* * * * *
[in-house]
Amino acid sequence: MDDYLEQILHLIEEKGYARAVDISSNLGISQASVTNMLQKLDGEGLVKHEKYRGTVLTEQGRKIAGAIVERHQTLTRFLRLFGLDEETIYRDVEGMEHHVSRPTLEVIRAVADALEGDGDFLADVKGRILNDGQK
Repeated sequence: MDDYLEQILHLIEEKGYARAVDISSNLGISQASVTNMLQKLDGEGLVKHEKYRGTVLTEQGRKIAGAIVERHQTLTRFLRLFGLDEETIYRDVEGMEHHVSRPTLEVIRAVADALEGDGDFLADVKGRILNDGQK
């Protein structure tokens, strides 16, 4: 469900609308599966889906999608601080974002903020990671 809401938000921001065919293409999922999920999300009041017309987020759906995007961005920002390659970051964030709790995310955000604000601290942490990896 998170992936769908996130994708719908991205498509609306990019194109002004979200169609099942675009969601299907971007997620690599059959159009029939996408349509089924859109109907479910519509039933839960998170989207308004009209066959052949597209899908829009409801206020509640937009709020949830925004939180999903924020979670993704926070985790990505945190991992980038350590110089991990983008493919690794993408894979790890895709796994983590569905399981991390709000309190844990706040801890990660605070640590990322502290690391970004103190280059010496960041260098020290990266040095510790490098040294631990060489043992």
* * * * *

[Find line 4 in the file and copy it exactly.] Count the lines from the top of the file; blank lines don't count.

């Protein structure tokens, strides 16, 4: 469900609308599966889906999608601080974002903020990671 809401938000921001065919293409999922999920999300009041017309987020759906995007961005920002390659970051964030709790995310955000604000601290942490990896 998170992936769908996130994708719908991205498509609306990019194109002004979200169609099942675009969601299907971007997620690599059959159009029939996408349509089924859109109907479910519509039933839960998170989207308004009209066959052949597209899908829009409801206020509640937009709020949830925004939180999903924020979670993704926070985790990505945190991992980038350590110089991990983008493919690794993408894979790890895709796994983590569905399981991390709000309190844990706040801890990660605070640590990322502290690391970004103190280059010496960041260098020290990266040095510790490098040294631990060489043992």